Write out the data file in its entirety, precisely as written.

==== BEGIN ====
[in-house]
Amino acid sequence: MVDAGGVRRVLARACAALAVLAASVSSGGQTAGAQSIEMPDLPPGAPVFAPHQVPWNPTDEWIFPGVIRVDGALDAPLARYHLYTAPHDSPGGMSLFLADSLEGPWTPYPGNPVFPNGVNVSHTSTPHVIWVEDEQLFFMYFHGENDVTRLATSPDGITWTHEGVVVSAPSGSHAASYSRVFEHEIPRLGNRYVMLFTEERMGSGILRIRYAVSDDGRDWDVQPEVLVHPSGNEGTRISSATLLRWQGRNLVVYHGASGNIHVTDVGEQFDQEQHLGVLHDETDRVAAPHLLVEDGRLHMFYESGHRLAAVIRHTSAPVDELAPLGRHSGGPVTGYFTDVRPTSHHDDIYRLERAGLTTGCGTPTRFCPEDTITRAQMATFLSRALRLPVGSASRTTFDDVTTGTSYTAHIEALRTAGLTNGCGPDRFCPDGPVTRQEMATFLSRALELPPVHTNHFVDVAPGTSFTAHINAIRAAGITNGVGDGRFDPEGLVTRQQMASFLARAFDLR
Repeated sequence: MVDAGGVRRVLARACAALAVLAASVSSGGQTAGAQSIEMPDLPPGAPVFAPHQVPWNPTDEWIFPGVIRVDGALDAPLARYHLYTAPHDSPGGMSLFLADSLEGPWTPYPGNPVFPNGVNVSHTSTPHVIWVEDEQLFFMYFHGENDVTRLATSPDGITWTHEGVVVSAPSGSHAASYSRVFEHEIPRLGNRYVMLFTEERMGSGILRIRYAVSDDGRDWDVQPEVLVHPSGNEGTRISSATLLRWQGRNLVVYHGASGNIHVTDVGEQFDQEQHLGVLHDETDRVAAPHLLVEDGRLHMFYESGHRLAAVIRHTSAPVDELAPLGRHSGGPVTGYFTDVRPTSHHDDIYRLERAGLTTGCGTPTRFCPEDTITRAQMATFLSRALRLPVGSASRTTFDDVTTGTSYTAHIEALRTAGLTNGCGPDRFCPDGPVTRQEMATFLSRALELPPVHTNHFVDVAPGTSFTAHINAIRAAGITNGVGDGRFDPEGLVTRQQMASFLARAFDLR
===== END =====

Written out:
[in-house]
Amino acid sequence: MVDAGGVRRVLARACAALAVLAASVSSGGQTAGAQSIEMPDLPPGAPVFAPHQVPWNPTDEWIFPGVIRVDGALDAPLARYHLYTAPHDSPGGMSLFLADSLEGPWTPYPGNPVFPNGVNVSHTSTPHVIWVEDEQLFFMYFHGENDVTRLATSPDGITWTHEGVVVSAPSGSHAASYSRVFEHEIPRLGNRYVMLFTEERMGSGILRIRYAVSDDGRDWDVQPEVLVHPSGNEGTRISSATLLRWQGRNLVVYHGASGNIHVTDVGEQFDQEQHLGVLHDETDRVAAPHLLVEDGRLHMFYESGHRLAAVIRHTSAPVDELAPLGRHSGGPVTGYFTDVRPTSHHDDIYRLERAGLTTGCGTPTRFCPEDTITRAQMATFLSRALRLPVGSASRTTFDDVTTGTSYTAHIEALRTAGLTNGCGPDRFCPDGPVTRQEMATFLSRALELPPVHTNHFVDVAPGTSFTAHINAIRAAGITNGVGDGRFDPEGLVTRQQMASFLARAFDLR
Repeated sequence: MVDAGGVRRVLARACAALAVLAASVSSGGQTAGAQSIEMPDLPPGAPVFAPHQVPWNPTDEWIFPGVIRVDGALDAPLARYHLYTAPHDSPGGMSLFLADSLEGPWTPYPGNPVFPNGVNVSHTSTPHVIWVEDEQLFFMYFHGENDVTRLATSPDGITWTHEGVVVSAPSGSHAASYSRVFEHEIPRLGNRYVMLFTEERMGSGILRIRYAVSDDGRDWDVQPEVLVHPSGNEGTRISSATLLRWQGRNLVVYHGASGNIHVTDVGEQFDQEQHLGVLHDETDRVAAPHLLVEDGRLHMFYESGHRLAAVIRHTSAPVDELAPLGRHSGGPVTGYFTDVRPTSHHDDIYRLERAGLTTGCGTPTRFCPEDTITRAQMATFLSRALRLPVGSASRTTFDDVTTGTSYTAHIEALRTAGLTNGCGPDRFCPDGPVTRQEMATFLSRALELPPVHTNHFVDVAPGTSFTAHINAIRAAGITNGVGDGRFDPEGLVTRQQMASFLARAFDLR